Like any other good Punjabi, there is nothing I love more than a Big Fat Punjabi wedding. Over the years, though, my extended Big Fat Family has run through nearly all the marriageable young adults in its ranks. So, you can imagine the excitement and joy when my youngest female cousin announced she had found Mr Right.
If you have ever attended a Punjabi wedding, you will know that it rests on three pillars: food, drink and dancing. And this one was no different. There was lots of food and drink, followed by hours of dancing (I swear if I hear Chittiyaan kalaiyaan one more time, I will dunk my drink on the DJ) until we all collapsed in a puddle of sweat.
There was one difference, though. Whereas earlier all of us cousins, meeting each other after years in some cases, would have spent our time catching up, sharing each other’s news and gossiping about other relatives out of earshot, this time conversation was not part of the equation (perhaps it was down to that loud music we all love so much).
In the place of stories, what we had were selfies. As I scrolled through my phone after the festivities were over, I was struck by how many pictures we had taken of one another and ourselves. There were the obligatory silly-face selfies, the hilarious duck-face versions, and those in which we tried to look our glamorous best in all our wedding finery.
Then began the flurry of mails flying back and forth, as we exchanged pictures, and discussed each one of them. And finally, with a certain inevitability, we posted them on social media and discussed them some more.
I must confess to some perturbation when it dawned on me that I hadn’t actually even spoken to some of my relatives properly, so busy was I taking pictures of everything and everyone in sight. But the more I thought about it the better I felt. It wasn’t as if I hadn’t made connections with the members of my extended family. It was just that I had done it through pictures rather than words.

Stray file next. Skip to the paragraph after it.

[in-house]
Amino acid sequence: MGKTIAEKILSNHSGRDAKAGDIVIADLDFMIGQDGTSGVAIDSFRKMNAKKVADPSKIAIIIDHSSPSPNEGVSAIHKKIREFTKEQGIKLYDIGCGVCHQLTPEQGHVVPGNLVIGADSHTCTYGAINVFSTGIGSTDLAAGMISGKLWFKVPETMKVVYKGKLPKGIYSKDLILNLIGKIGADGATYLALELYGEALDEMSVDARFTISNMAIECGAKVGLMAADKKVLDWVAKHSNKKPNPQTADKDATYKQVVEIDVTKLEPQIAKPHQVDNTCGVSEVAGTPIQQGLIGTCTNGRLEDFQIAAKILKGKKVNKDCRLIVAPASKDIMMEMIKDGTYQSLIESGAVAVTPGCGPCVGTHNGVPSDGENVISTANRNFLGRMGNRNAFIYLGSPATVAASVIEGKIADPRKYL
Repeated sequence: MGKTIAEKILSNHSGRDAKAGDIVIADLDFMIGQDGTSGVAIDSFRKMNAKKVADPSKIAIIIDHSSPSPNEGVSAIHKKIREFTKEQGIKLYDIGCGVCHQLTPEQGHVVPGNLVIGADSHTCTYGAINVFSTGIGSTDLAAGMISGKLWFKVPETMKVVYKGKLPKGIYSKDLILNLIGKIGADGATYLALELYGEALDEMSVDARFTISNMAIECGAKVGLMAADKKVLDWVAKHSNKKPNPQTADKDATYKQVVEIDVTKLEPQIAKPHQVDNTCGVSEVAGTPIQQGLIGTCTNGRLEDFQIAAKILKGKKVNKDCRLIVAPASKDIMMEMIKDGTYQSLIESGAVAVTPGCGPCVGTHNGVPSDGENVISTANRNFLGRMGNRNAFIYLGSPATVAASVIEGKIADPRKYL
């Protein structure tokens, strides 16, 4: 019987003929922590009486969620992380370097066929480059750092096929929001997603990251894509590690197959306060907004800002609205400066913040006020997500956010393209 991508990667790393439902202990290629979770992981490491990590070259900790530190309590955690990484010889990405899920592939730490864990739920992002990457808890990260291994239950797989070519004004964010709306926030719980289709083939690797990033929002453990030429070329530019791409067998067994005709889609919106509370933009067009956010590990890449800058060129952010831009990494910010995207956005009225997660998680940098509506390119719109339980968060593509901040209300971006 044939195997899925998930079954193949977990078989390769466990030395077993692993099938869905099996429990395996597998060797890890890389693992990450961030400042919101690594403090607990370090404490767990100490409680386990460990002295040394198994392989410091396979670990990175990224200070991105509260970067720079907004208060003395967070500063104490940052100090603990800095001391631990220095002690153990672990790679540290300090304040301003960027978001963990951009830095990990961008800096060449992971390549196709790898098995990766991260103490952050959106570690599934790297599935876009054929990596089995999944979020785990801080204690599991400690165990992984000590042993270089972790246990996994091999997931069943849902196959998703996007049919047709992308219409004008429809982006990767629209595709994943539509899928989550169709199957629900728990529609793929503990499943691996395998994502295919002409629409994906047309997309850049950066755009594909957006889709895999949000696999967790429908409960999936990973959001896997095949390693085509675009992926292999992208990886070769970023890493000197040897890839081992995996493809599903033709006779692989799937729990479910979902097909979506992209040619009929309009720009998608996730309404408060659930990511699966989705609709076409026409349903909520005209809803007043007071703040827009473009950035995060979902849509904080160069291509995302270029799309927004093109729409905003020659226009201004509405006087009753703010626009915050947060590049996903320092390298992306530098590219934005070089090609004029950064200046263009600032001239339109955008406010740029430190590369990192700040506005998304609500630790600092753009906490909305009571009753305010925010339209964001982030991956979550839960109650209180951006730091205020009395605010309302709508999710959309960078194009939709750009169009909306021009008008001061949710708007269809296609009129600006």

I guess this is just how we do it these days. And, you know what? It’s perfectly fine with me.
Because the conversations and connections the pictures sparked off were way more exciting than any stilted conversation (struggling to be heard over Hookah bar and Radha on the dance floor) at the event itself could have been.
We giggled over the picture an over-enthusiastic photographer took of the backs of one niece-and-aunt combination, focussing on their backless cholis. We got a little teary-eyed over the candid shots we had taken of the bride as she dressed up for the wedding, all red and gold and glowing with joy. And the pictures of us caught in the most awkward poses on the dance floor provoked much hilarity all the way from Chandigarh to Hyderabad.
But it was the selfies that really captured the essence of the occasion for me. Cuddling together with my assorted nieces and cousins, with everyone contorting themselves to get into the frame, so that we could document the mehendi on our palms, will raise a smile years from now. As will the picture in which our best sultry expressions are effortlessly trumped by my youngest nephew photo-bombing us from the back, sticking his tongue out to indicate what he thought of us silly girls.
Conversations are all well and good when it comes to making connections after years spent apart. But the selfies we took were the perfect aide-mémoires, to keep and cherish after the event, to pull out and chortle over decades later.
Like all weddings, this one too will be immortalised in the official album, done by professional photographers, who will produce perfectly staged pictures and the most amazing candid, behind-the-scenes shots. And I am sure that it will be lovely to look at and cherished by all of us.
The bride will be beautifully lit and perfectly framed as she walks down the aisle for the jaimala, a sheet of flowers held over her by her brothers. But no matter how perfect this picture, it won’t have the same impact as the shot I took of her from the sidelines as she turned to look at me and flash the most mischievous grin, as if only the two of us were party to some delicious secret.
There will be the obligatory family portrait, with all of us, uncles, aunts, cousins, nieces, nephews, bunched around the happy couple on the stage, smiling awkwardly as we wait for the photographer to get the frame just right.
But no matter how good the official pictures, they won’t have the immediacy of the candid shots we took of one another, goofing around at the edge of the ceremonies.
It is those selfies, and the moments they immortalise, that will live on long after the mehendi has faded from our hands, and the newly married couple is over the honeymoon stage of the relationship. And when you think about it, that seems just right doesn’t it?
After all, what makes a family if not the memories that stitch us together over time and space. If we didn’t have those, we wouldn’t really be family at all, would we?
From HT Brunch, December 20
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